• Upcoming trips

    Feb 3 - Feb 13 Caribbean cruise May 1 to May 14 London vacation. (Hotels and details later). Hope to see you all then.
  • theatre and Concerrts

    December 7. Went to the Met to see the abridged version of “The Magic Flute”. We have seen this production before and still the charm of the great puppet characters keeps the children in awe and their parents happy with their parenting. An amusing interlude.

    December 9. Saw the Manhattan School of Music’s production of “Cendrillon” by Nicolo Isouard at the Florence Gould Hall. The MSM is having both its concert halls renovated and is using outside premises like the Alliance Francaise’s hall. The School and its talented young students put everything they have into this production; Scenery, lighting, costumes and acting was superb. As was the directing and conducting. Refreshing also, was that the cast was of the age to be convincing in their parts.

    December 10. The first of the “Peoples Symphony Concerts” this season (Their 118th year!). “The Variation String Trio” did the honours accompanied by guest pianist: Orion Weiss. Their programme included a new work by Nina Young (b.1984) Very interesting, but not, I think, a world-beater.

    December 31 Went to the Kaye theatre at Hunter College  to see the New York Gilbert and Sullivan Players’ production of “H.M.S. Pinafore”. Cast and orchestra captured the high spirits of the musical romp and the sets were surprisingly professional. Reminded me of the old Sadlers’ Wells days,

    January 2, 2018. Saw the Met’s “The Merry Widow”. During the first act, the acoustics left a lot to be desired and words were difficult to hear, even in English. But all went well in the second and third acts; the Russian style dancing was rousing and the sets were spectacular. There are usually only six ‘Grisettes’ (Can-can girls) on a regular stage, but the Met’s vast space seemed to be full of them; three, even, descending from the top of the proscenium arch! All with their frilly knickers a-shaking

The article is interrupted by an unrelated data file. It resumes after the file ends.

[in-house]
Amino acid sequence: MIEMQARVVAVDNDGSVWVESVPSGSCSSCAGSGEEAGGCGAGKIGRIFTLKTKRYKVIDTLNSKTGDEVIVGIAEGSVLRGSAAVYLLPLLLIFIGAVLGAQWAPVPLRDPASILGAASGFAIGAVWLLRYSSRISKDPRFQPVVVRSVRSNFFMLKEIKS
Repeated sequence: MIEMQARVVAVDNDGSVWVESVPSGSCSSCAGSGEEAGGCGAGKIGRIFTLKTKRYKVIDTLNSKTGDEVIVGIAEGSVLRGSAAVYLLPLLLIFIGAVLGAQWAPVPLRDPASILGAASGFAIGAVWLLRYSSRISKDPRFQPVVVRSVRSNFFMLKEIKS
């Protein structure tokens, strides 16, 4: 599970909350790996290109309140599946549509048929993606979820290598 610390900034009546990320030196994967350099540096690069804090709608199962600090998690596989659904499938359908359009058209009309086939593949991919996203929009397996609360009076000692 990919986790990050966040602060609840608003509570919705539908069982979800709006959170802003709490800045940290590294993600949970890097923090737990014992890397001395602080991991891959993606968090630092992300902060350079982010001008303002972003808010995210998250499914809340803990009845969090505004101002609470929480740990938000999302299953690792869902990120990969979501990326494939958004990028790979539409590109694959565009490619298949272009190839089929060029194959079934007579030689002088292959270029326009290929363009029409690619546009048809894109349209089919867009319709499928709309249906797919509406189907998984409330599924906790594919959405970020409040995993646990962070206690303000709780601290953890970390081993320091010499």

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Artwork. “Bordering on Poetry”.

The second published selection of poems by Elizabeth Burton, pen name of our friend Gwen Hardie of the Border town of Earlston in Scotland.  Gwen is steeped in the history of her birthplace and fights to preserve its heritage. Many of her poems, in English or the Scots’ vernacular concern the Border heroes of yesteryear, but here is a very nice sentimental one about her Dad:




4 Responses

  1. I was curious to see which poem you had posted Ben. This is one very dear to my heart as my Father was a very special person. He deserved to be imortalised in verse.

    Elizabeth Burton

  2. Elizabeth, this former U.S.”Postie” LOVES your poem and accompanying picture. What a wonderful tribute to your father. Ben, thank you for posting this! Bonnie

  3. Gwen. I clicked on your “Elizabeth Burton” link to see your page. The images of your B.& B. brought back many fond memories–can’t wait till we set down our bags in that bedroom again!
    What a surprize! Our dear friend, Bonnie, in Portland, Oregan, was a “Postie” too. She will be visiting us in New York next week–we will discuss the rest of your volume.
    I chose the poem because the humanity and the humour of it seemed to me to be typically you and I wanted my American friends to get a whiff of the Border dialect.

  4. Thank you Bonnie and Ben for your kind words.My Father would have appreciated the humour in it and he definitely was a humanitarian. He loved life and people and always saw the good in everything.As I get older!! I often ponder over his old-fashioned sayings, which were so true.

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